Washington, DC –The House today passed legislation to erase a government-imposed stigma against membership in the African National Congress of South Africa. This bill, authored by House Foreign Affairs Committee Chairman Howard L. Berman (D-CA), will remove from U.S. databases any notation that would characterize the ANC and its leaders -- including Nobel Laureate and former South African President Nelson Mandela -- as terrorists.
“This long-overdue bill is the direct result of a stunning and, frankly, embarrassing story for the United States,” Berman noted. “Despite recognizing two decades ago that America’s place was on the side of those oppressed by Apartheid, Congress has never resolved the inconsistency in our immigration code that treats many of those who actively opposed Apartheid in South Africa as terrorists and criminals.”
For decades the ANC resisted Apartheid and advocated the rights of black South Africans – first through nonviolence and community activism, and then through the actions of its military wing. The South African government banned the ANC in 1960, and the United States denied entry to ANC members based on the group’s activities. With the end of Apartheid in 1990, the ANC grew to become the leading political party; it continues to lead South Africa in a multiracial, multiparty democracy.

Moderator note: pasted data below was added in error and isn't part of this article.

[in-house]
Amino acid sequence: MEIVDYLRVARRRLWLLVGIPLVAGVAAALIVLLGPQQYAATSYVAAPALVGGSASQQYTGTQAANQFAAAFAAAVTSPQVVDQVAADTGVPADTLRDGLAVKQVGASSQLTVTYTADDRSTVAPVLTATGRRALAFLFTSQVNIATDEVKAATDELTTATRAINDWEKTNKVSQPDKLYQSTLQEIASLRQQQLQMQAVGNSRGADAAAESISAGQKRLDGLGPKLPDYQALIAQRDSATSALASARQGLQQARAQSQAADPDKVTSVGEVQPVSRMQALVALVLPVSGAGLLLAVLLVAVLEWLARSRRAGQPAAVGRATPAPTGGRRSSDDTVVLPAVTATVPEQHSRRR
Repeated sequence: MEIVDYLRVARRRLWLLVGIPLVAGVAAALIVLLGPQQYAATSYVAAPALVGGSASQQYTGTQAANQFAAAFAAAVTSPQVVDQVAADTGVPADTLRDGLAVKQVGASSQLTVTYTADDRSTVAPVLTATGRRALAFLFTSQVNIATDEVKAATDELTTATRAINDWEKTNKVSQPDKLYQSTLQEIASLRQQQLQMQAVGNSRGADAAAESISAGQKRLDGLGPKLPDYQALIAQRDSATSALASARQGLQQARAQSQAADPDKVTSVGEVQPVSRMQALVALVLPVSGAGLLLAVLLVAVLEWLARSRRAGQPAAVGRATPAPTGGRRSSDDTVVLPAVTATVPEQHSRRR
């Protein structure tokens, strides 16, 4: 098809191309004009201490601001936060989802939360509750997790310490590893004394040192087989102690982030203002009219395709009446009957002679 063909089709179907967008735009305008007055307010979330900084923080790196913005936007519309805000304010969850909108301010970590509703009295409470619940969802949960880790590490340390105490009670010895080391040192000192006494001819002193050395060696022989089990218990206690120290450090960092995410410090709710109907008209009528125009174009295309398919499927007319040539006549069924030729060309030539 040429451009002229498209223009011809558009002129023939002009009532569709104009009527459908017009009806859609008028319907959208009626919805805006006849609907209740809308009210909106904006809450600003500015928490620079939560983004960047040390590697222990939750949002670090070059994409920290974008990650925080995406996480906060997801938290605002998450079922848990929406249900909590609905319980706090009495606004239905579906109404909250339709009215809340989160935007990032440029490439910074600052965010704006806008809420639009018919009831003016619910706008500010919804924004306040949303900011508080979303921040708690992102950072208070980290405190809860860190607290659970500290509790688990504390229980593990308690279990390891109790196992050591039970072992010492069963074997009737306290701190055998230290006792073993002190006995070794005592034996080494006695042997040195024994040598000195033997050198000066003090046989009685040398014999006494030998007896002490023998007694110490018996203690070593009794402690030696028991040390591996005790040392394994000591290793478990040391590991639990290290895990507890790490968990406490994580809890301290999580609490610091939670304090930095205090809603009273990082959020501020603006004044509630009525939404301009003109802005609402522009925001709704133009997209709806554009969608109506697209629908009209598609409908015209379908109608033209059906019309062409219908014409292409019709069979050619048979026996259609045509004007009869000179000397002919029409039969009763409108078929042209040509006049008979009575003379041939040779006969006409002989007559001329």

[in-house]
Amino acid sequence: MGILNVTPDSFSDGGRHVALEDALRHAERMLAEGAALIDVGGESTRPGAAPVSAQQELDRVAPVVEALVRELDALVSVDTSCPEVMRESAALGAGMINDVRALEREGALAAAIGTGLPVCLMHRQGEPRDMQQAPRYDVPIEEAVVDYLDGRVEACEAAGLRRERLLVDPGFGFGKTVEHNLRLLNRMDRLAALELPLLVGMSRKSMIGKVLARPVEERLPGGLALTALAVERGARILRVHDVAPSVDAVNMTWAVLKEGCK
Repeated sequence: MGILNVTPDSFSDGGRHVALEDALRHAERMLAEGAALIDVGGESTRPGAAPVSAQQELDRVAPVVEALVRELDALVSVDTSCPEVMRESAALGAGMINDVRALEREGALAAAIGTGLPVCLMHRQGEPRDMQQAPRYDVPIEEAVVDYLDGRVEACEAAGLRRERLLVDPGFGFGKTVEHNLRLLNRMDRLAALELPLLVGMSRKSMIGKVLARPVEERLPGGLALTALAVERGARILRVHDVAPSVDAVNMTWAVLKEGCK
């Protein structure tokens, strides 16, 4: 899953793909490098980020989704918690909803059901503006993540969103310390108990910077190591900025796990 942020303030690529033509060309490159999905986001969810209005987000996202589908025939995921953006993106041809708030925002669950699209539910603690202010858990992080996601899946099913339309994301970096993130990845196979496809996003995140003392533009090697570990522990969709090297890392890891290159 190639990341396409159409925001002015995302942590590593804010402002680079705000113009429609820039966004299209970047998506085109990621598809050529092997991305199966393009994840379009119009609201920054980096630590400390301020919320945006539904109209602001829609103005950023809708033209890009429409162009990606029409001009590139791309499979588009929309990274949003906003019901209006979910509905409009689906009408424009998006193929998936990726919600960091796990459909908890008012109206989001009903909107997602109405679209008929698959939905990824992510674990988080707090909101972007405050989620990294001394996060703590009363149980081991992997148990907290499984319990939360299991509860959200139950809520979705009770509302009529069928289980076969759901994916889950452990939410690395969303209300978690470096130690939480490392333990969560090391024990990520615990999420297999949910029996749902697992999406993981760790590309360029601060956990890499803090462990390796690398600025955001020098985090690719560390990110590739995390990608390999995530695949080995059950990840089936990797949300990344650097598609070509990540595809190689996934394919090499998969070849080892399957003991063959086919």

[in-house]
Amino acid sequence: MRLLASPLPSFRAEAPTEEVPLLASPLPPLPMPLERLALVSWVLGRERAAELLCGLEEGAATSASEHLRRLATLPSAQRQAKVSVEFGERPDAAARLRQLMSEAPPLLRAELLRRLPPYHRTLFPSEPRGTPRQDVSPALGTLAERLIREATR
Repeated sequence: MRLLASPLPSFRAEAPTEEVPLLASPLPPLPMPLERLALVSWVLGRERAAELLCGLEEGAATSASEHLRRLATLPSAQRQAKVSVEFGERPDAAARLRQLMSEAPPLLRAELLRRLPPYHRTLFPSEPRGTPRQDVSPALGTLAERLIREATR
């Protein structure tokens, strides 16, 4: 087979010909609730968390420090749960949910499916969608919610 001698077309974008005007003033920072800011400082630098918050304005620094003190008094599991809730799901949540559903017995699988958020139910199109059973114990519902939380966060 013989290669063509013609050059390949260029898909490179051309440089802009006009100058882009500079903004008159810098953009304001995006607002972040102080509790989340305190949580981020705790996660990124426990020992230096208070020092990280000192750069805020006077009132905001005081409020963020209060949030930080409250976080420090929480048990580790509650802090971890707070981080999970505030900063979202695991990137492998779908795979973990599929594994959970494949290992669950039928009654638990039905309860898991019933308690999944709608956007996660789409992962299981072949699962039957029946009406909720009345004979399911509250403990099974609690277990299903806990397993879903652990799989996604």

“Astonishingly, while South Africa completed its monumental political transition, the U.S. position regarding entry for ANC’s leaders remained frozen in time,” Berman said. “Leaders such as Nelson Mandela, Walter Sisulu, and Govan Mbeki – father of President Thabo Mbeki – were continually barred from entry to the U.S. and had to apply for special waivers to gain entry.”
Berman’s bill (H.R. 5690) effectively removes the stain of the “terrorist” label from the names of current and former African National Congress members. When the measure becomes law, ANC membership alone will no longer trigger additional investigation into an individual’s application for a visa to the United States. The legislation has the support of the State Department and is expected to have broad backing in the Senate. House co-sponsors are Judiciary Committee Chairman John Conyers (D-MI), Homeland Security Committee Chairman Bennie G. Thompson (D-MS), Africa Subcommittee Chairman Donald Payne (D-NJ), and Foreign Affairs Committee members Barbara Lee (D-CA) and Sheila Jackson-Lee (D-TX), and Government Reform Committee member Peter Welch (D-VT).